Wearing a suit of the sort Southern politicians used to sweat through during the first half of the century, Willie Morris took the dais in the House Chamber and preached to a crowd of true believers, handing down insights in that wonderful, thick-jowled Mississippi accent of his and generally giving off the appearance of a softer-spoken Huey Long. He spoke about Texas for a while before reading from his latest book, My Dog Skip, a nostalgic volume about his boyhood pup, a dog who could find his owner anywhere, who broke the fox terrier 100-meter record with a time of 7.3 seconds, who could drive a car with a little help. "He was not my dog," Morris declared. "He was my friend." And while, at about a hundred strong, the session was criminally underattended, those who came were well-satisfied. They learned, among other things, that the UT and Texas Observer alum still bleeds orange and white ("I heard they were losing to Baylor 14-0," he groaned. "Is that true?"), that the spot where the South ends and the West begins just might be Scholz Bier Garten, and that, yes, there is Dr Pepper in heaven. Morris also previewed his next book (about Hollywood and Medgar Evers, two subjects he's well acquainted with), admitted to the continuing relevance of his North Towards Home, and revealed that he had inscribed copies of Skip to dogs both past and present: To Rex. To the memory of the noble Taffy. Throughout, he carried himself with good humor and quiet authority, a combination fitting for one of America's leading men of letters. -- Jay Hardwig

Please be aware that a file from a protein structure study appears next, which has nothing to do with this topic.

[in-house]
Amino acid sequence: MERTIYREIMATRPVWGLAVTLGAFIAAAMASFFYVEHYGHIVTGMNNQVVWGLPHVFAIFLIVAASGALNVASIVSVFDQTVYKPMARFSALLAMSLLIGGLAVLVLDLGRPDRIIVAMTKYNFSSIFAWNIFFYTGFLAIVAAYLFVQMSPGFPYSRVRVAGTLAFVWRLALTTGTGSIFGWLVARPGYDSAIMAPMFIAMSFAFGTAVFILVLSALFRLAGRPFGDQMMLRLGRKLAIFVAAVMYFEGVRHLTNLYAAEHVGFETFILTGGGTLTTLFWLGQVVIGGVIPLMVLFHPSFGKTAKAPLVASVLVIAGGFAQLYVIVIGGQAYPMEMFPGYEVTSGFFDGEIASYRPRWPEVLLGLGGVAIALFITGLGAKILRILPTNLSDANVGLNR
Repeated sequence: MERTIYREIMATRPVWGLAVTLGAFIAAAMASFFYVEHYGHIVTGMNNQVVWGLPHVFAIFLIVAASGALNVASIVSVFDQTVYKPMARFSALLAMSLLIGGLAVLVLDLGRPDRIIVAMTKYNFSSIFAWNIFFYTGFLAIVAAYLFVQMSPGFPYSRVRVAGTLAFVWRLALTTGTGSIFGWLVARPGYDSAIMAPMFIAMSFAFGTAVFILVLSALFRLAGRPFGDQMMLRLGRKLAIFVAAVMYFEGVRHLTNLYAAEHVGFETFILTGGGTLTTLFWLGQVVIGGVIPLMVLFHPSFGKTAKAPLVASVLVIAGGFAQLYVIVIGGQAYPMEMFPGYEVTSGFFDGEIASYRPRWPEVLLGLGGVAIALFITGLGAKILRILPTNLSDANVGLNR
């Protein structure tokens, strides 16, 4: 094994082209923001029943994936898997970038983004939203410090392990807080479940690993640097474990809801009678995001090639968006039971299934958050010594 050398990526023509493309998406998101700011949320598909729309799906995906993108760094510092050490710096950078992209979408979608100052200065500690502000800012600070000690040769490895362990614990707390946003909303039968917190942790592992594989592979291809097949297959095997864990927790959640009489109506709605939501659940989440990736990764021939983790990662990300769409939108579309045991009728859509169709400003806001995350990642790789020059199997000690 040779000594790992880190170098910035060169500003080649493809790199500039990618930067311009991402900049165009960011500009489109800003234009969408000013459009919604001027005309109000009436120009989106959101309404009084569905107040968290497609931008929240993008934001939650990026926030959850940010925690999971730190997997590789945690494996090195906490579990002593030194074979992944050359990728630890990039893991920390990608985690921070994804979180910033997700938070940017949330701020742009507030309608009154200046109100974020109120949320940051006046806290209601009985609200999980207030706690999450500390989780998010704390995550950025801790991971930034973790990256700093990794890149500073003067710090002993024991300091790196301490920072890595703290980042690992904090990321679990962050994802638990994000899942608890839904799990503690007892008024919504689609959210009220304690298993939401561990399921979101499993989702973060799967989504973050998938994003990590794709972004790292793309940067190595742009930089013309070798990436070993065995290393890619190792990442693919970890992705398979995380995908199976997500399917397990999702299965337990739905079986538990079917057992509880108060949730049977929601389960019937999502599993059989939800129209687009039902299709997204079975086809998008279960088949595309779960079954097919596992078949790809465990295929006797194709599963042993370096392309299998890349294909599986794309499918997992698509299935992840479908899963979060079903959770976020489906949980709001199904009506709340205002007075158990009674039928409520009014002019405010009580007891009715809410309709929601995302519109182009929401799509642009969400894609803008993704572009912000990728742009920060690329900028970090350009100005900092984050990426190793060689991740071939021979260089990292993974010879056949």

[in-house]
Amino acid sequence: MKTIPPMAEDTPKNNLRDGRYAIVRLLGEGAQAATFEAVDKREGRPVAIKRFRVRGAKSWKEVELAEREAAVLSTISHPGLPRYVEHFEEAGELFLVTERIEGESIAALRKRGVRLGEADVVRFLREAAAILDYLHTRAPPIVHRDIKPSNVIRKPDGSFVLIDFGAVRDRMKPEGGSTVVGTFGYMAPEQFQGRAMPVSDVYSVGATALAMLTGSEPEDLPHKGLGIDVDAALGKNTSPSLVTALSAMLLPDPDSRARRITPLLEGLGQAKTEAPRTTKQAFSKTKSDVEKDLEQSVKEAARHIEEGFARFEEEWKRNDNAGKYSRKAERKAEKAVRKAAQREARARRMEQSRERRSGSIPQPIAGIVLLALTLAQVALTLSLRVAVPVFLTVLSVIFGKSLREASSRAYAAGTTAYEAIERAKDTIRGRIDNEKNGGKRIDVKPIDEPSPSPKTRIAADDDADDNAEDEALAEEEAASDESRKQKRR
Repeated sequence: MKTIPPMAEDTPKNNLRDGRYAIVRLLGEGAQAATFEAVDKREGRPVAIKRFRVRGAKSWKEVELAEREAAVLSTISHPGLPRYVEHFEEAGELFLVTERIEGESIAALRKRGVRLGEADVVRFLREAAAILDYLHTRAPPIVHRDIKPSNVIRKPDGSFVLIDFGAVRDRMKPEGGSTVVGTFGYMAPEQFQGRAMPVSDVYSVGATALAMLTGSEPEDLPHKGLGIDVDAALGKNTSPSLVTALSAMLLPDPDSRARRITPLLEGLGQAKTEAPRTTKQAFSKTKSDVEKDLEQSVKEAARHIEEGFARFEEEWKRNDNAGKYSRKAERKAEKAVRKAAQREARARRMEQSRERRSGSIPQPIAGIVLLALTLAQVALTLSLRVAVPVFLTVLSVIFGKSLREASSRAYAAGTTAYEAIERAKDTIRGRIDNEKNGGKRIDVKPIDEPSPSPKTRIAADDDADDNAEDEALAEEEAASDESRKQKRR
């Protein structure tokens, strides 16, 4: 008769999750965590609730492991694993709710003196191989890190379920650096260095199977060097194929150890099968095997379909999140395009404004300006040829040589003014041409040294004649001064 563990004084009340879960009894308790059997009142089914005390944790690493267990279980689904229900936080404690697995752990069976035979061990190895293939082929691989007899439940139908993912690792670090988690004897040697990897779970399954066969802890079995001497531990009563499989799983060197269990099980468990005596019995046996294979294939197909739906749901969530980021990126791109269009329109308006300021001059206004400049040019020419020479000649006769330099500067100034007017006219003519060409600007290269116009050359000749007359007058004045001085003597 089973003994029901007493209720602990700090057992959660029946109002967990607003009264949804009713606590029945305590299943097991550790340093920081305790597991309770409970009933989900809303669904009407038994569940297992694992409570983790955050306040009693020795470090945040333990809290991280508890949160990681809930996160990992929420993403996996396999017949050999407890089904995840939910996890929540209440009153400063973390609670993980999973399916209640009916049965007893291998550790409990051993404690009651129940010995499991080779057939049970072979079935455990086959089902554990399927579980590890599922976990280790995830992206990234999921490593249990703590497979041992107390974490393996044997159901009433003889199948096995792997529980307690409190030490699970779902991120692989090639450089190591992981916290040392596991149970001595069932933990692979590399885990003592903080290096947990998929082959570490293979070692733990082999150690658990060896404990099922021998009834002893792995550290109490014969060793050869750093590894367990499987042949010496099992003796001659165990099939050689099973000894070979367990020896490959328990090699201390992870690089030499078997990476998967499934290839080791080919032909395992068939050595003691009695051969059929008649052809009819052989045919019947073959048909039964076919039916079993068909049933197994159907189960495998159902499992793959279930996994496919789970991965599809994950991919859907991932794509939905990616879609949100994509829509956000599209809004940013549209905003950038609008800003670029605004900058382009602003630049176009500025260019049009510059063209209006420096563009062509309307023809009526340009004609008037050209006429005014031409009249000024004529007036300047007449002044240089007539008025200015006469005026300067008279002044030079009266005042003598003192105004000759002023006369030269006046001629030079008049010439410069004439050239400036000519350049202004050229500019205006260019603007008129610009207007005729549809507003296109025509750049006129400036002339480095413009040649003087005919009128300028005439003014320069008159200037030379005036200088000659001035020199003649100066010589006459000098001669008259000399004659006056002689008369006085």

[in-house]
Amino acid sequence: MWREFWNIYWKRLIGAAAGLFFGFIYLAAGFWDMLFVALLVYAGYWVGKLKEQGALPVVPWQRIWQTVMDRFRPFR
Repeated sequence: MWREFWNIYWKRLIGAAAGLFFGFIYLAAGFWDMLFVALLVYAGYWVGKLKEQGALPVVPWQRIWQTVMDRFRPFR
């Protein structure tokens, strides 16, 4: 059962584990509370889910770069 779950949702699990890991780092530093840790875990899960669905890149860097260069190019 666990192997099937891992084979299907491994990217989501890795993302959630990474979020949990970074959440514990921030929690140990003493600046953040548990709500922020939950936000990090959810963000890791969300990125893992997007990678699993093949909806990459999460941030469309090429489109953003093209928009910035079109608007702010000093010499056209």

Naomi Shihab Nye

Although best known for her graceful poems and essays, San Antonio's Naomi Shihab Nye is a respected children's author as well, with Benito's Dream and the new Lullaby Raft to her credit. After a lyrical performance at the fest's black-tie gala Saturday night, Nye took to the children's tent for a more laid-back affair Sunday afternoon. (While there were a good number of kiddos in attendance, more than a few appreciative adults snuck in as well. Most hid in back, but you could tell 'em by both height and whiskers.) With her sense of whimsy, her poet's feel for language, and of course her love of lizards and chickens, Nye proved as adept at children's lit as at the grown-up stuff. She opened by praising the lullaby -- even coaxing a shy-faced kid up to sing his own bedtime tune -- before singing the song that was the inspiration for Lullaby Raft (not a bad set of pipes on that one, either). "Books are like a raft that you float on," she explained, "through the night, through the day, through the life." She then read Lullaby Raft in its entirety -- an event that took about four minutes, even with interruptions -- holding up the beautifully illustrated volume and turning pages as she went. The moon will float like a little rowboat on the river of the sky. She urged the crowd not to ignore the little ideas that come in the night, suggesting implicitly that waking up is not cause to quit dreaming. When the day falls short and the night feels wide/ Little stars go run and hide/ I'll make me a lullaby raft to ride/ To the other side. I'll make me a lullaby raft to ride/ To the other side.

-- Jay Hardwig